Mauna Loa soars 13,675 feet. Its snowy dome shares with Mauna Kea, which rises even higher, the summit honors of the islands. From Hilo, the principal port of the island of Hawaii, Mauna Loa suggests the back of a leviathan, its body hidden in the mists. The way up, through forests of ancient mahogany and tangles of giant tree fern, then up many miles of lava slopes, is one of the inspiring tours in the mountain world. The summit crater, Mokuaweoweo, three-quarters of a mile long by a quarter-mile wide, is as spectacular in action as that of Kilauea.

This enormous volcanic mass has grown of its own output in comparatively a short time. For many decades it has been extraordinarily frequent in eruption. Every five or ten years it gets into action with violence, sometimes at the summit, oftener of recent years since the central vent has lengthened, at weakened places on its sides. Few volcanoes have been so regularly and systematically studied.

Photograph by Hawaiian Volcano Observatory


The most spectacular exhibit of the Hawaii National Park is the lake of fire in the crater of Kilauea.

Kilauea is unusual among volcanoes. It follows few of the popular conceptions. Older than the towering Mauna Loa, its height is only 4,000 feet. Its lavas have found vents through its flanks, which they have broadened and flattened; doubtless its own lavas have helped Mauna Loa's to merge the two mountains into one. It is no longer explosive like the usual volcano; since 1790, when it destroyed a native army, it has ejected neither rocks nor ashes. Its crater is not bowl-shaped. From the middle of a broad flat plain, which really is what is left of the ancient great crater, drops a pit with vertical sides within which boil its lavas. This pit, the lake of fire, is Halemaumau, commonly translated "The House of Everlasting Fire."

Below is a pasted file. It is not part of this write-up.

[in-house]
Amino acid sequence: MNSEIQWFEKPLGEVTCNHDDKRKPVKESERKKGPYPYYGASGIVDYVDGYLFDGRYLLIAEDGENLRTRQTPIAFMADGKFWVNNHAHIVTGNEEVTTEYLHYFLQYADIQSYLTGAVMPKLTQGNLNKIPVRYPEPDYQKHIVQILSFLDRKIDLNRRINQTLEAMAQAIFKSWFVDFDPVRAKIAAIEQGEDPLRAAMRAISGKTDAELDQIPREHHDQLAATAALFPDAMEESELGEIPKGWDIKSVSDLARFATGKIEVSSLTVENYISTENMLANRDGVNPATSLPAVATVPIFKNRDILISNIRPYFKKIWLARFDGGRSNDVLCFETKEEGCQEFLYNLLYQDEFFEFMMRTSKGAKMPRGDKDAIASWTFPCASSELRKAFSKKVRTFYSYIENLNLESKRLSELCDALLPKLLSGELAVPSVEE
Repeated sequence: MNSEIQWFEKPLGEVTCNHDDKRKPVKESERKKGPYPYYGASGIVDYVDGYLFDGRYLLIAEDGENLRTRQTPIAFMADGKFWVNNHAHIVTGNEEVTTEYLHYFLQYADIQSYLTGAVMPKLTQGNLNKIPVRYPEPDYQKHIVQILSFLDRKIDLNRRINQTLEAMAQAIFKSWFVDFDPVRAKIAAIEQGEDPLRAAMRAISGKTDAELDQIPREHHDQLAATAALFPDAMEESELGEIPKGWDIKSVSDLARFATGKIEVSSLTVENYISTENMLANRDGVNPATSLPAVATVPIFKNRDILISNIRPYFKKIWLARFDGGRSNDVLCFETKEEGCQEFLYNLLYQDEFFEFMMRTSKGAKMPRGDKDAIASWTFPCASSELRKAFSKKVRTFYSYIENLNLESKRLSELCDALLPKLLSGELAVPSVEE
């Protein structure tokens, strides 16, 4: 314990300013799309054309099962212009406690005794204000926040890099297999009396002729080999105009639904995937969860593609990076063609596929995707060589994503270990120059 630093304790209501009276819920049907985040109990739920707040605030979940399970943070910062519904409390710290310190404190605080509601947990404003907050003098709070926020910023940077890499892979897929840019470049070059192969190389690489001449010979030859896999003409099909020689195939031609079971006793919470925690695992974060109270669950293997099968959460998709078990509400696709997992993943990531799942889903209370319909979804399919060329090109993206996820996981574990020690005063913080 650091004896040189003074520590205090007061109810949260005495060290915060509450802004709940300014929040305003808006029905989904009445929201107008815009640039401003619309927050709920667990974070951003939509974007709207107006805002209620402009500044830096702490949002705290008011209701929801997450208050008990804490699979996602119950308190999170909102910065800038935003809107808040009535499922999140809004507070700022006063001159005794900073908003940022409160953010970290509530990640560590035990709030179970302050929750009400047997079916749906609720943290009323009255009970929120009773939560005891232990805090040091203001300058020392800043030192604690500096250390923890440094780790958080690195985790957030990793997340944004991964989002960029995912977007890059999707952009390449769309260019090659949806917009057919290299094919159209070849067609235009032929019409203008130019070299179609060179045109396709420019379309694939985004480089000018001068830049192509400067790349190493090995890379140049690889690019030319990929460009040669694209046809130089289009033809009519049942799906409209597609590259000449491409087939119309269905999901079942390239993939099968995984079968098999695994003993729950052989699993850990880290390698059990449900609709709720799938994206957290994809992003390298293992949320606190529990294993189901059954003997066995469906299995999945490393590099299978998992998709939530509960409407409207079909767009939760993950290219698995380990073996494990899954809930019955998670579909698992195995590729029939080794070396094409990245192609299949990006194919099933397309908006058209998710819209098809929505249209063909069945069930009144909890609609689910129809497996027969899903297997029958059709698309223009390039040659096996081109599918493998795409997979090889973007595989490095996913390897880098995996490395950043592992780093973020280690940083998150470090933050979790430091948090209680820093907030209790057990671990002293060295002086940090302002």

Two miles and a little more from Halemaumau, on a part of the ancient crater wall, stands the Hawaiian Volcano Observatory, which is under the control of the Massachusetts Institute of Technology. One may approach the fiery pit through forests of mahogany, sandal wood, and giant tree fern; then across long stretches of hard lava congealed in ropes and ripples and strange contortions. Then the pit. The traveler reaches it suddenly. From its rim he looks perpendicularly down hundreds of feet into a cavity 1,000 by 1,200 feet in area. The spectacle is weird beyond description.

"The lake of fire," writes William R. Castle, "is a greenish yellow, cut with ragged cracks of red that look like pale streaks of stationary lightning across its surface. It is restless, breathing rapidly, bubbling up at one point and sinking down in another; throwing up sudden fountains of scarlet molten lava that play a few minutes and subside, leaving shimmering mounds which gradually settle to the level surface of the lake, turning brown and yellow as they sink."

It is an appalling spectacle at night.

One can descend the sides and approach surprisingly close to the flaming surface, the temperature of which, by the way, is 1,750° F.

Such is "The House of Everlasting Fire" to-day. But who can say what it will be a year or a decade hence? A clogging or a shifting of the vents 10,000 feet below sea level, and Kilauea's lake of fire may become again explosive. Who will deny that Kilauea may yet soar even above Mauna Loa? Stranger things have happened before this in the Islands of Surprise.

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Last Updated: 30-Oct-2009